Respect Charter rights, government asks of new chair of CRTC
There is worry about the effect the Online Streaming Act could have on freedom of expression, and the legislation needs to be implemented in a way that's consistent with Charter rights, the Liberal government wrote to the new chair of the CRTC.
The ongoing debate around the controversial bill has “raised a key concern amongst parliamentarians regarding freedom of expression as they look for assurance that the bill cannot be used to stifle what Canadians say online,” says the letter to Vicky Eatrides from Heritage Minister Pablo Rodriguez and Innovation Minister François-philippe Champagne.
“The rights and freedoms enjoyed by Canadians under the Canadian Charter of Rights and Freedoms are of paramount importance. If Parliament adopts Bill C-11, the government trusts that the CRTC will implement a renewed Broadcasting Act in a manner consistent with the charter.”
Bill C-11 sets up the CRTC to regulate online platforms like Netflix and Youtube. It has drawn controversy around how much authority the CRTC will have over user-generated content, such as Youtube videos and Tiktoks posted by digital creators and everyday Canadians. Critics have spoken out over “discoverability” provisions in the bill that would allow the CRTC to force online platforms to promote content created by Canadians.
The legislation could become law as early as this week. The key question is whether Rodriguez will accept amendments made by the Senate, including a change limiting the CRTC'S powers to professional content and excluding user-generated content.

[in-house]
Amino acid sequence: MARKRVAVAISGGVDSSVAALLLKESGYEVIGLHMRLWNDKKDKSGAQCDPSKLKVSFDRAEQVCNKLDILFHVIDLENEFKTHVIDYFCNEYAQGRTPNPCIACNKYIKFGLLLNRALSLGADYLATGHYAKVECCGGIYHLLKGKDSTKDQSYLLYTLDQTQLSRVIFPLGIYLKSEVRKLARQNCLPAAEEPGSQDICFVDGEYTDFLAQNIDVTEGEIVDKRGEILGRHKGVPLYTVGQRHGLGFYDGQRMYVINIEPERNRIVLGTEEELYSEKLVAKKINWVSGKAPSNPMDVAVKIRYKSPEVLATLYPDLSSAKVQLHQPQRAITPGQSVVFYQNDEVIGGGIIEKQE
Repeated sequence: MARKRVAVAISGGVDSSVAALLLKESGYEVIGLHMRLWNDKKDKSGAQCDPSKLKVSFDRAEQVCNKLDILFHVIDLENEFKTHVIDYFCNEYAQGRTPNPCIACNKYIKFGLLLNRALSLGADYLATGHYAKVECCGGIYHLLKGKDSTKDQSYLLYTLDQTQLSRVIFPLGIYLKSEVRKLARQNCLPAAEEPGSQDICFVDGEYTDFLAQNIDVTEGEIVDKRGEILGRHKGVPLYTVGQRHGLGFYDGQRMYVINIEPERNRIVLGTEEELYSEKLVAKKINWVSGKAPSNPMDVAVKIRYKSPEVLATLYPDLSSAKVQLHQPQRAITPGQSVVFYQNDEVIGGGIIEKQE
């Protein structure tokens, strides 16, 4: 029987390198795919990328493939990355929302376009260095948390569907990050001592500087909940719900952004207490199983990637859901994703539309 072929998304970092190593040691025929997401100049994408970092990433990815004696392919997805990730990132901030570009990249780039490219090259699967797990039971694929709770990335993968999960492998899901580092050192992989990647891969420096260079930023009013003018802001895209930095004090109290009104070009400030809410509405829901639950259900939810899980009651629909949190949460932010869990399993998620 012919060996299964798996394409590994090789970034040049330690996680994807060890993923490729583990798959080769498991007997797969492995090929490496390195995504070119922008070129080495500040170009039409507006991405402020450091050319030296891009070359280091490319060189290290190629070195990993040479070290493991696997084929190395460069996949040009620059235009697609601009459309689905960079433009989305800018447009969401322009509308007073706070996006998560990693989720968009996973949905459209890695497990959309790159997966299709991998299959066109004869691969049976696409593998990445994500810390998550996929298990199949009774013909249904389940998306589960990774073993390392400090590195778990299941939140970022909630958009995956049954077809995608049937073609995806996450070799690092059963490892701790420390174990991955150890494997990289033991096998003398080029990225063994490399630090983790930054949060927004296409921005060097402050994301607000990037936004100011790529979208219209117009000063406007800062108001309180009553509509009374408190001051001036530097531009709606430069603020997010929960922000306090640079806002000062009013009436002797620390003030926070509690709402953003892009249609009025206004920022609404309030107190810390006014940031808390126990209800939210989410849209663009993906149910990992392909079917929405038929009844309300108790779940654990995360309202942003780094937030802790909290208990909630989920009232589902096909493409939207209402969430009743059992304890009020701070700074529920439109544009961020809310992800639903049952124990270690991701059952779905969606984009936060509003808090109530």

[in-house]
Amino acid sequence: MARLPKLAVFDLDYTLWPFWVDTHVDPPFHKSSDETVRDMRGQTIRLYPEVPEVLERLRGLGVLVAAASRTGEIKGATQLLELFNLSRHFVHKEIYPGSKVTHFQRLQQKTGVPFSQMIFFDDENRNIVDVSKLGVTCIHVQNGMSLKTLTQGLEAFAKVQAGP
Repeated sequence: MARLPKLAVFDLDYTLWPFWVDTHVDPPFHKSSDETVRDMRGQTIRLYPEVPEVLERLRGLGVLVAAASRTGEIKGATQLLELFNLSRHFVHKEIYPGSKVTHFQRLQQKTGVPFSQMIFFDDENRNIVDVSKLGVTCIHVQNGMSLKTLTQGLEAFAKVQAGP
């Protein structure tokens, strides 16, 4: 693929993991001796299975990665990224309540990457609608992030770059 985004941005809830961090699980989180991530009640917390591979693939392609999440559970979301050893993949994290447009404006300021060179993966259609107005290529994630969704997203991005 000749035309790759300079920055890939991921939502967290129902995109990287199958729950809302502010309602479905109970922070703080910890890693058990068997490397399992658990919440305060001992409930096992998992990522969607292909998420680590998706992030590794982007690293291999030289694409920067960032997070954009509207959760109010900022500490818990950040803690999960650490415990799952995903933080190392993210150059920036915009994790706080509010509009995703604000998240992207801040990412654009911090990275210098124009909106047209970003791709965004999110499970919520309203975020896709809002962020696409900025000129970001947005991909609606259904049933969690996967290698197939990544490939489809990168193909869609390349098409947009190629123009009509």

Rodriguez has always maintained that's what C-11 is meant to do, but critics said the way the legislation is worded was much broader than that. Sen. Paula Simons, one of the senators who proposed the amendment, said it was “surgical” in order to ensure Bill C-11 “actually does what the government has told us that it wants to do.”
The letter to Eatrides, released Monday, noted changes but didn't indicate whether the government will accept them. “As the bill currently stands, parliamentarians have proposed additional amendments to further reinforce the importance and protection of freedom of expression.”
The letter told Eatrides she is taking on leadership of the CRTC at a “critical moment.”
The ministers also flagged that “public confidence and trust in the CRTC has waned in recent years.” The issues include that the CRTC takes too long to make decisions, and that participation in CRTC proceedings can be difficult for the public, as well as smaller groups and civil society.
Eatrides earlier told the National Post she will consider input from Canadians on how to implement the legislation, and will hold a “broad consultation.” She said she would consider it a “huge success” if wireless prices and internet prices fall by the end of her five-year term.
Eatrides also indicated changes are coming to the wholesale framework for internet, under which smaller competitors rent space on the big telecoms' networks. Critics have blamed the framework and the CRTC'S handling of it for a wave of acquisitions in the sector that have seen independent ISPS bought by big telecoms.
Rodriguez and Champagne said in the letter wholesale access “is a proven regulatory tool for enabling retail competition in the Internet service market, and the CRTC can ensure that this tool is used, supervised, and adjusted effectively and in a timely manner.”
The CRTC is also set to have a role in overseeing the implementation of Bill C-18, which will force Google and Meta to share revenues with news outlets by requiring them to reach commercial deals with publishers and broadcasters.
“If passed, Bill C-18 would empower the CRTC to implement and oversee this new framework by creating and enforcing regulations,” the letter said. It added the government would “rely” on the CRTC'S expertise “in dispute resolution to implement an effective, common-sense framework.”